Chest pain is a common symptom; 20% to 40% of the population will experience chest pain during their lifetime. There are many causes of chest pain, some of which are benign, while others are potentially life threatening. Importantly, in patients with chest pain caused by an acute coronary syndrome (ACS) or angina, there are effective treatments to improve symptoms and prolong life, emphasising the importance of early diagnosis in patients where chest pain may be of cardiac origin (Skinner et al, 2010). Chest pain is one of the most common reasons for emergency admission to hospital and is a heavy burden on health-care resources. A strategy to identify low-risk patients suitable for immediate discharge would have major benefits (Shah et al., 2015).
[mpc_icon_column preset=”mpc_preset_13″ layout=”style_3″ alignment=”left” padding_css=”padding:0px;” title_font_preset=”mpc_preset_103″ title_font_color=”#444444″ title_font_size=”17″ title_font_line_height=”1.4″ title_font_transform=”uppercase” title_font_align=”left” title=”Case Study – Royal Wolverhampton NHS Trust” content_font_preset=”mpc_preset_103″ content_font_color=”#1e1e1e” content_font_size=”14″ content_font_line_height=”1.5″ mpc_icon__icon=”etl etl-briefcase” mpc_icon__icon_color=”#fabf81″ mpc_icon__icon_size=”30″ mpc_icon__border_css=”border-width:1px;border-color:#fabf81;border-style:solid;border-radius:40px;” mpc_icon__padding_css=”padding:7px;” mpc_icon__margin_divider=”true” mpc_icon__margin_css=”margin-top:-6px;margin-right:15px;” mpc_icon__hover_icon_color=”#ee7402″ mpc_icon__hover_border_css=”border-color:#ffffff;border-radius:20px;” mpc_divider__disable=”true” mpc_divider__width=”10″ mpc_divider__align=”left” mpc_divider__content_padding_divider=”true” mpc_divider__content_padding_css=”padding-top:0px;padding-right:0px;padding-bottom:0px;padding-left:0px;” mpc_divider__lines_color=”#dddddd” mpc_divider__padding_divider=”true” mpc_divider__padding_css=”padding-top:3px;padding-bottom:3px;”]In 2012, all patients attending Royal Wolverhampton NHS Trust (RWT) with potential cardiac chest pain were admitted to the acute medical unit where a blood sample was collected, 12 hours post pain onset, for cardiac troponin T testing to aid in the exclusion or confirmation of acute myocardial infarction. A review of the trust’s chest pain pathway, by a consultant acute care physician, was conducted following a need to increase patient discharge rates and reduce hospital admissions.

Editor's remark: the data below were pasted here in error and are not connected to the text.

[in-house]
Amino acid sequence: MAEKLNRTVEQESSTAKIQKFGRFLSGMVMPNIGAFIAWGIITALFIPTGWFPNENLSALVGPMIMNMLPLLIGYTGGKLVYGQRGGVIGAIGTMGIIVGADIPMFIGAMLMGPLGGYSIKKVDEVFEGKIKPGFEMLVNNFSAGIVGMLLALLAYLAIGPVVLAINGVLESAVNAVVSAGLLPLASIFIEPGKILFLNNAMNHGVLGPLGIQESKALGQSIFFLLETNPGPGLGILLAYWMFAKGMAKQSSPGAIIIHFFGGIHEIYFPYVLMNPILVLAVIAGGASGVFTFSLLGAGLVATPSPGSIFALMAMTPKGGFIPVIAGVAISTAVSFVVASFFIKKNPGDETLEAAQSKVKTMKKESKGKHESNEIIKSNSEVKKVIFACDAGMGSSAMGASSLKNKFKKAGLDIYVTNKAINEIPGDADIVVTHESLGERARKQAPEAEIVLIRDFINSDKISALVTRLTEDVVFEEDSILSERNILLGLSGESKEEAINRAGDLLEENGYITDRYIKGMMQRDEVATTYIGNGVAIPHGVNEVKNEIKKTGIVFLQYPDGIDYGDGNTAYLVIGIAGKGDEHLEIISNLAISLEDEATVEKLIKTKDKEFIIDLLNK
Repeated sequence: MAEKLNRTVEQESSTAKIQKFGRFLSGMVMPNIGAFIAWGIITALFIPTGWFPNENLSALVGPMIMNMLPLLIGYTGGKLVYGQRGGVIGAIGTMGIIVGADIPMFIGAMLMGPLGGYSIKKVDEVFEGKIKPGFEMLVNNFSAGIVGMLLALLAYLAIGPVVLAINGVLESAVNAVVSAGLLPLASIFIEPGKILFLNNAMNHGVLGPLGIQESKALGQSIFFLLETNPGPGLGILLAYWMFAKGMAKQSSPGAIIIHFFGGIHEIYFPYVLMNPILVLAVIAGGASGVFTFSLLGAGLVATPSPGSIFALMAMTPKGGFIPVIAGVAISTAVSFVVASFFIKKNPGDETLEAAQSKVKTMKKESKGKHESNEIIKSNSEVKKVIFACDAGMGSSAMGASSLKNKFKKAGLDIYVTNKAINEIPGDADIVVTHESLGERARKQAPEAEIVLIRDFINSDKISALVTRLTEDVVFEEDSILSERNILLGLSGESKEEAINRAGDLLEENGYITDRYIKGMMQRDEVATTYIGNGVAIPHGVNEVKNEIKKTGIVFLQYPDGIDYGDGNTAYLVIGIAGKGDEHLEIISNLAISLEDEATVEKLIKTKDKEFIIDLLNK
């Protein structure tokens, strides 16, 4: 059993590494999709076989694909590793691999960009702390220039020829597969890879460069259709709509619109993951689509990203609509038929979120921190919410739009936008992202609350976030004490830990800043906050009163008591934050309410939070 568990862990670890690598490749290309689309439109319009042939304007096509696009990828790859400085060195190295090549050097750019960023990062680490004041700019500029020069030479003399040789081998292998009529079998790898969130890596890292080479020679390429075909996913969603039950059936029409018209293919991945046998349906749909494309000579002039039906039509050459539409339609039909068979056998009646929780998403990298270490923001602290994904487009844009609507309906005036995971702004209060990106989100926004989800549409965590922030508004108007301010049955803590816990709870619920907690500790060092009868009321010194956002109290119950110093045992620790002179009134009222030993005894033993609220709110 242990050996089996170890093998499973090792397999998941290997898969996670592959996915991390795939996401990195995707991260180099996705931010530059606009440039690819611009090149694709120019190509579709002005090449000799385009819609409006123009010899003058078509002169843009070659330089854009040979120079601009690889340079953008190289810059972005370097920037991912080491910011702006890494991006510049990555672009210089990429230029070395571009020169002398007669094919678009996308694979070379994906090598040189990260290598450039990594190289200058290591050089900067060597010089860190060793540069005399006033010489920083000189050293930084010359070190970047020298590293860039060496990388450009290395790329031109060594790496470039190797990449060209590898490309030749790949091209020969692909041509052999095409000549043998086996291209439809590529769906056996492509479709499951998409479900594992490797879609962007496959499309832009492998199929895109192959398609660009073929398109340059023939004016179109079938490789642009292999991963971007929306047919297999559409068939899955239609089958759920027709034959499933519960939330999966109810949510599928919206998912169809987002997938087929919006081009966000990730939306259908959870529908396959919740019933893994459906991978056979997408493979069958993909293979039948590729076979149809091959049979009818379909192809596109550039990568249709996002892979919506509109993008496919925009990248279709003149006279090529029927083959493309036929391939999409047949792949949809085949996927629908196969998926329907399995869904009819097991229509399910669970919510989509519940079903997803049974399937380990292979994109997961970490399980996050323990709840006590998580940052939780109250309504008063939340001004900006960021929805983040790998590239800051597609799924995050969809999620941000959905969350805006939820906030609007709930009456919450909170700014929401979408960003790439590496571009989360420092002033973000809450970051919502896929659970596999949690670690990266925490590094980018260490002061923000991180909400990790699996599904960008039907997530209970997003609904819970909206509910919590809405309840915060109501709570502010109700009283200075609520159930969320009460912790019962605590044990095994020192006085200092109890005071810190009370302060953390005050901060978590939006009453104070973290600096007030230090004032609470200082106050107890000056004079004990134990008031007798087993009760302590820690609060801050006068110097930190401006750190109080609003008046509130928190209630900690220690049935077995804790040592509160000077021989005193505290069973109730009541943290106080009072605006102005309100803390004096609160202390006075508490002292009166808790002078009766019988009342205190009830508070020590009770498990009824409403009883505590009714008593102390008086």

The introduction of high-sensitivity troponin I (hs-TnI) allowed clinical practitioners in the UK to implement a novel and radically different chest pain pathway. The new pathway uses an admission hs-TnI of <1.9ng/L to discharge patients with suspected acute coronary syndrome (ACS).
The percentage of chest pain patients admitted to the hospital declined from 60.9% to 38.4% and the mean length of stay reduced from 23 hours 2 minutes to 9 hours 36 minutes. (Ford, 2017)
What it means
The adoption of high-sensitivity Troponin I (hsTnI) has allowed RWT to relieve pressure on their emergency department by discharging patients with a hs-TnI level below 1.9ng/L, the limit of detection for the assay.[/mpc_icon_column]
Accurate test results are vitally important in diagnosis of chest pain and effective quality control is crucial to achieving this. The Randox Liquid Cardiac Control Level 1 features ultra-low levels of Troponin I, enabling it to challenge the sensitivity of analysers, ensuring confidence in vital clinical decisions.
Features & Benefits
Liquid ready-to-use – enables ultimate ease-of-use, saving time and money. Suitable for both clinical laboratories and point-of-care testing (POCT), where important clinical decisions are made.
100% human serum – ensures complete commutability whereby the control mimics a real human sample, reducing annoying shifts with a change in reagent batch.
Consolidation – comprising an impressive 8 cardiac markers, featuring ultra-low levels of Troponin I meaning a separate high-sensitivity control is not required.
Open vial stability of 20 days at 2°C – 8°C for all analytes – enables less wastage, saving money.
Ford, C. (2017). Benefits of High Sensitivity Cardiac Troponin I at Admission. Clinical Laboratory Management Association, (July/August 2017), 22-24.
Shah, A., Anand, A., Sandoval, Y., Lee, K., Smith, S., & Adamson, P. et al. (2015). High-sensitivity cardiac troponin I at presentation in patients with suspected acute coronary syndrome: a cohort study. The Lancet, 386(10012), 2481-2488. http://dx.doi.org/10.1016/s0140-6736(15)00391-8
Skinner, J., Smeeth, L., Kendall, J., Adams, P., & Timmis, A. (2010). NICE guidance. Chest pain of recent onset: assessment and diagnosis of recent onset chest pain or discomfort of suspected cardiac origin. Heart, 96(12), 974-978. http://dx.doi.org/10.1136/hrt.2009.190066